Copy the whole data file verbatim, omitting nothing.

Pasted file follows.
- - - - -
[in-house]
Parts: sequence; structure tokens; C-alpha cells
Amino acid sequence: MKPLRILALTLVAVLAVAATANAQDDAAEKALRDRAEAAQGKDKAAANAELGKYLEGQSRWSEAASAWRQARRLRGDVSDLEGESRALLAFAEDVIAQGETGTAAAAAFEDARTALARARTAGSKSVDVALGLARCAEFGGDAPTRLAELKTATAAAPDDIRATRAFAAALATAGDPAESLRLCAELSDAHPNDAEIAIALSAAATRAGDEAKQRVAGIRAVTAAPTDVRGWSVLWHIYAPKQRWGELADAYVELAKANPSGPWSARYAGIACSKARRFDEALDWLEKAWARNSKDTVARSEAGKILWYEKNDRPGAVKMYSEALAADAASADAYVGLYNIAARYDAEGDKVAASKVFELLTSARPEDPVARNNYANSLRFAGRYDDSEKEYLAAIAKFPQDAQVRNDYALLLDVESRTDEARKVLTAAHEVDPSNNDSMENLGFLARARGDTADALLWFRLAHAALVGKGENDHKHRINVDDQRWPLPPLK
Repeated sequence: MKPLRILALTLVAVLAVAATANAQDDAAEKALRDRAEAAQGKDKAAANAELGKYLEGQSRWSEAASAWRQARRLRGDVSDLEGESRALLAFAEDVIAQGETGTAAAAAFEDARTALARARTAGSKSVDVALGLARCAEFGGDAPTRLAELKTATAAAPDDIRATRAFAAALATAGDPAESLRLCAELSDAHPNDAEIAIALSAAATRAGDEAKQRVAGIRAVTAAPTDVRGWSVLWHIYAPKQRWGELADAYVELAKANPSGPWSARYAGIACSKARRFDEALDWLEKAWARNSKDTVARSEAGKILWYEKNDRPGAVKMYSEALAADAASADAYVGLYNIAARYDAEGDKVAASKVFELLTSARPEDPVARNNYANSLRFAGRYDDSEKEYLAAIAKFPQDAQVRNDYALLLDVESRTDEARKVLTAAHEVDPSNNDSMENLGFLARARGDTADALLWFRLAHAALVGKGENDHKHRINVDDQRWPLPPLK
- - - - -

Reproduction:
[in-house]
Parts: sequence; structure tokens; C-alpha cells
Amino acid sequence: MKPLRILALTLVAVLAVAATANAQDDAAEKALRDRAEAAQGKDKAAANAELGKYLEGQSRWSEAASAWRQARRLRGDVSDLEGESRALLAFAEDVIAQGETGTAAAAAFEDARTALARARTAGSKSVDVALGLARCAEFGGDAPTRLAELKTATAAAPDDIRATRAFAAALATAGDPAESLRLCAELSDAHPNDAEIAIALSAAATRAGDEAKQRVAGIRAVTAAPTDVRGWSVLWHIYAPKQRWGELADAYVELAKANPSGPWSARYAGIACSKARRFDEALDWLEKAWARNSKDTVARSEAGKILWYEKNDRPGAVKMYSEALAADAASADAYVGLYNIAARYDAEGDKVAASKVFELLTSARPEDPVARNNYANSLRFAGRYDDSEKEYLAAIAKFPQDAQVRNDYALLLDVESRTDEARKVLTAAHEVDPSNNDSMENLGFLARARGDTADALLWFRLAHAALVGKGENDHKHRINVDDQRWPLPPLK
Repeated sequence: MKPLRILALTLVAVLAVAATANAQDDAAEKALRDRAEAAQGKDKAAANAELGKYLEGQSRWSEAASAWRQARRLRGDVSDLEGESRALLAFAEDVIAQGETGTAAAAAFEDARTALARARTAGSKSVDVALGLARCAEFGGDAPTRLAELKTATAAAPDDIRATRAFAAALATAGDPAESLRLCAELSDAHPNDAEIAIALSAAATRAGDEAKQRVAGIRAVTAAPTDVRGWSVLWHIYAPKQRWGELADAYVELAKANPSGPWSARYAGIACSKARRFDEALDWLEKAWARNSKDTVARSEAGKILWYEKNDRPGAVKMYSEALAADAASADAYVGLYNIAARYDAEGDKVAASKVFELLTSARPEDPVARNNYANSLRFAGRYDDSEKEYLAAIAKFPQDAQVRNDYALLLDVESRTDEARKVLTAAHEVDPSNNDSMENLGFLARARGDTADALLWFRLAHAALVGKGENDHKHRINVDDQRWPLPPLK